Olafur Eliasson Debuts New Lake Michigan-Inspired Cultural Landmark at Willis Tower
By Ginny Van Alyea
We haven't been out much yet this year, but we were glad to hear this week that CNL Projects has curated the globally renowned artist Olafur Eliasson’s stunning installation, Atmospheric wave wall, on the Jackson Blvd. exterior wall of Willis Tower. We have a new work of public art to visit and enjoy for years to come.
CNL's founder, curator Cortney Lederer, said that after three years, this incredible project is finally being shared with the public it was intended for. Lederer shared, "Atmospheric wave wall uniquely contributes to the city’s collection of public art and provides a safe and accessible opportunity for folks to experience the work in person. For me, given the isolating and ongoing, challenging year we have been living, connecting to art outside the current virtual landscape we have had to rely on is incredibly meaningful and deeply valuable."
True to Eliasson’s style – and fitting for the times we live in – the sculpture creates a dynamic experience that is activated by the motion of people walking, driving or biking past; by the motion of the earth in relation to the sun as light moves across it; and by changes in the season and weather. This beautifully massive piece, which took approximately eight weeks to complete, measures roughly 30’ x 60’ and covers the exterior Jackson Blvd. wall with a pattern of 1,963 metal tiles. The pattern is based on Penrose tiling, an approach discovered by mathematician and physicist Sir Roger Penrose in the 1970s that produces a system of non-periodic tiling that is based on five-fold symmetry.
Each tile is curved, like a fragment of the inner surface of a sphere, and the main blue, deep green and white tones were inspired by the surfaces of nearby Lake Michigan and the Chicago River. The concave shapes and colors of the tiles produce a dynamic effect when visitors walk around it. Seen from certain angles, the pattern reveals a vortex that seems to twist and accelerate in response to viewers’ movements. The powder-coated steel catches the light of the sun, and the concave surfaces collect shadows that shift as the day progresses. At night, the piece is lit from behind so flashes of light escape through the interstices between the tiles. As viewers move, the pattern of light appears to move with them, revealing the underlying geometry of the work and creating a captivating effect that activates the street around the building at night, attracting visitors at all hours.
EQ Office, the landlord for Willis Tower, selected Eliasson given his international reputation and his emphasis on the environment, climate and humans’ relationship with nature. Eliasson was appointed Goodwill Ambassador for renewable energy and climate action by the United Nations Development Program in 2019, and the artist's work and philosophy align with EQ’s efforts to preserve the environment and local culture -- top priorities for the redevelopment of Willis Tower.
“Our vision is to create workplace destinations, like Willis Tower, that truly energize and inspire people and enhance the vibrancy of our downtown work homes,” said David Moore, Senior Vice President, Portfolio Director at EQ Office. “Art brings beauty and spurs imagination, and it is part of our unique offering that we curate for our customers and visitors. Eliasson’s approachable installation is intertwined with the infrastructure and architecture of the building, further establishing Willis Tower as a hub forcommunity, inspiration and creativity.”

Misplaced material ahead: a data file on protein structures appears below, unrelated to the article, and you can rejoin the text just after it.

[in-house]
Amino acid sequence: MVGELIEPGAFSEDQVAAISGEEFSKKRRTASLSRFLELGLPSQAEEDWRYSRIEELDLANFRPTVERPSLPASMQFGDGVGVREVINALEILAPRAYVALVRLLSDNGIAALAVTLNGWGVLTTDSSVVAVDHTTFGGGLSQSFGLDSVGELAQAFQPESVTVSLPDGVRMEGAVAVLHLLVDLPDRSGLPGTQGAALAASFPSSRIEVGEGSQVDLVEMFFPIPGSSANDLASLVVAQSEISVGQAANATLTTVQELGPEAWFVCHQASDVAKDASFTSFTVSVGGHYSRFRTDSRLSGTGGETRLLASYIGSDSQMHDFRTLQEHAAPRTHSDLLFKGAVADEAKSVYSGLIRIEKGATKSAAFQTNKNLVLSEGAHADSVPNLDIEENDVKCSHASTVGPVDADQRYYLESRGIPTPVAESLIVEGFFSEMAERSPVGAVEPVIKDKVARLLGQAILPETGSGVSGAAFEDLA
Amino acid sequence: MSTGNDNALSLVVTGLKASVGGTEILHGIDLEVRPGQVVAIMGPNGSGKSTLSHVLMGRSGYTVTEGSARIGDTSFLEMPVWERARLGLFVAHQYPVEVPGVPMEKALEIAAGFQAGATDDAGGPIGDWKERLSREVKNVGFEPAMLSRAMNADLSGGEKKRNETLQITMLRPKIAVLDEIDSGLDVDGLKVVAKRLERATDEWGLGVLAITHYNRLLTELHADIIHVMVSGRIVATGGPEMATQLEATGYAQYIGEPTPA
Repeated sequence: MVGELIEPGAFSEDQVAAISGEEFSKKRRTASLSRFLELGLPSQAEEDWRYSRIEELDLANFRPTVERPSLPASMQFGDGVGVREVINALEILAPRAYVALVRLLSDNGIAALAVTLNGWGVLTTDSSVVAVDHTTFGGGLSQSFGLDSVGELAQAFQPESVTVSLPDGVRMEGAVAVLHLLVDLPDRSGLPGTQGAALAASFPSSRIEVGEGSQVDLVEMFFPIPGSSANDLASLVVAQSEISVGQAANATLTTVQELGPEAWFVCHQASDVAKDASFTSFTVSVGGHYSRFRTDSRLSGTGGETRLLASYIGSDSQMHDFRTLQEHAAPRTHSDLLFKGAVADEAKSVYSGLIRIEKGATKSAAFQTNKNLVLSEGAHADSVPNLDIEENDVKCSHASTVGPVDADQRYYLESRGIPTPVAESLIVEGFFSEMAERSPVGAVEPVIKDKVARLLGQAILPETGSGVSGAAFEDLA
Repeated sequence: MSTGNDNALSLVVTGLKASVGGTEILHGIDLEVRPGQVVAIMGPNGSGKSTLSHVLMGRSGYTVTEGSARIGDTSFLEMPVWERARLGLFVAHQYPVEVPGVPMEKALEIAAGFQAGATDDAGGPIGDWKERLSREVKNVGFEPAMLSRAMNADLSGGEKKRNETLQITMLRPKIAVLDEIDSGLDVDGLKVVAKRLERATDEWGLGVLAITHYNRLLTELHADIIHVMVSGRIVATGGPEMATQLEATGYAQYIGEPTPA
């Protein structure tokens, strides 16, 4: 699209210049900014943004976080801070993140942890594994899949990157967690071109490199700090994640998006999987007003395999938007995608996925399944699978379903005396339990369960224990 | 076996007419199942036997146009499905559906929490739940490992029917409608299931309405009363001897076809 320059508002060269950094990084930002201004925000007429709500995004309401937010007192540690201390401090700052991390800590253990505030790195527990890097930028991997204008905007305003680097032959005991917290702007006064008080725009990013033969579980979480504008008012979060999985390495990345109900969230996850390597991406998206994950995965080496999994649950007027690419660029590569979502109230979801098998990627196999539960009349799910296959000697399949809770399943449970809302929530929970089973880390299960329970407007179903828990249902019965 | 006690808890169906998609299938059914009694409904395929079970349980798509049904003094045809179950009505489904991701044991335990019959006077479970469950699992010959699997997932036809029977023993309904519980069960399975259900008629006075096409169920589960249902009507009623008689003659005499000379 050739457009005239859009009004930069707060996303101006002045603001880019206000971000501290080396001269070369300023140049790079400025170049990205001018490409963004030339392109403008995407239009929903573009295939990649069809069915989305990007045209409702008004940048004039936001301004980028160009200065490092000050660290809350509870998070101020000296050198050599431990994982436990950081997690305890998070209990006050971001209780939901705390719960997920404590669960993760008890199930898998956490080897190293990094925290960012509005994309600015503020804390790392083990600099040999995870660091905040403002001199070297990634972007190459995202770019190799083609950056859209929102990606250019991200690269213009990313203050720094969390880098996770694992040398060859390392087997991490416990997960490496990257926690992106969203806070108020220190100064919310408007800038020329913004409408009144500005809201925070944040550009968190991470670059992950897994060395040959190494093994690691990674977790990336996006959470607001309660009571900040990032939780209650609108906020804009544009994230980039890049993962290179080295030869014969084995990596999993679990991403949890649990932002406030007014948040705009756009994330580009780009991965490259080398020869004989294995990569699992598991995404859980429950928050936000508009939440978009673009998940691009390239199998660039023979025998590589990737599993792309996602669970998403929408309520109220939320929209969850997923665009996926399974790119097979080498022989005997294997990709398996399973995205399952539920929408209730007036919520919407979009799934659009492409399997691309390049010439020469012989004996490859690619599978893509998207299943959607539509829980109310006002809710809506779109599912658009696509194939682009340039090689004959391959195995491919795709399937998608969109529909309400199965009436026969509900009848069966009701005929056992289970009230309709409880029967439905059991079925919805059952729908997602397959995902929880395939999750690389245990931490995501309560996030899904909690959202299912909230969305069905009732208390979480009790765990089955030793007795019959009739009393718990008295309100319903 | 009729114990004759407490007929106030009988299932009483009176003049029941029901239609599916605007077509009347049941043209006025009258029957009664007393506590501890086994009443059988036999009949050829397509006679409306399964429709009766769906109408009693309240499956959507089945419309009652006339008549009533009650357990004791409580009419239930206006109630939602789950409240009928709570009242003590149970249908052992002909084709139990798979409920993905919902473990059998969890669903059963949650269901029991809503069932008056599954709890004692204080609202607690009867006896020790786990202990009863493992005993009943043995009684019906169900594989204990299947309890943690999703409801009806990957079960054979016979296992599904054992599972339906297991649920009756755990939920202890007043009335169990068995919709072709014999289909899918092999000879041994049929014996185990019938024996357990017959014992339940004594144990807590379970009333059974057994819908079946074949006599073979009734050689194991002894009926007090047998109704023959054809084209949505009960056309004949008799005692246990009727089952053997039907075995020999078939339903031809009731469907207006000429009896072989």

“It was a great pleasure for me to create a work of art specifically for Willis Tower and for Chicago,” said Eliasson. “Inspired by the unpredictable weather that I witnessed stirring up the surface of Lake Michigan, Atmospheric wave wall appears to change according to your position and to the time of day and year. What we see depends on our point of view: understanding this is an important step toward realizing that we can change reality. It is my hope that this subtle intervention can make a positive contribution to the building and to the local community by reflecting the complex activity all around us, the invisible interactions and minute fluctuations that make up our shared public space.”
EQ’s art initiative at Willis Tower, Art of the Neighborhood, brings the redevelopment vision to life by fostering ongoing arts and culture programming that invites tenants and visitors to socialize and further creates a sense of community in the Chicago Loop. Atmospheric wave wall is the latest addition to the program following the July 2019 installation of In the Heart of this Infinite Particle of Galactic Dust by Jacob Hashimoto. EQ worked with curator CNL Projects to commission this piece.
“Chicago is home to some of the world’s most iconic and beloved public art, so it is a thrill to welcome this new installation by renowned artist Olafur Eliasson to the downtown landscape,” said Mark Kelly, Commissioner of the Chicago Department of Cultural Affairs and Special Events. “Inspired by our own Lake Michigan, Atmospheric wave wall will entice and engage residents and visitors alike—sparking much needed delight in our shared public spaces.”
Eliasson is a Berlin-based, Danish-Icelandic artist driven by his interests in perception, movement, embodied experience and feelings of self. His works span sculpture, painting, photography, film and installation and he has held numerous major exhibitions around the world while also engaging the public through architectural projects, interventions in civic space, arts education, policymaking and issues of sustainability and climate change.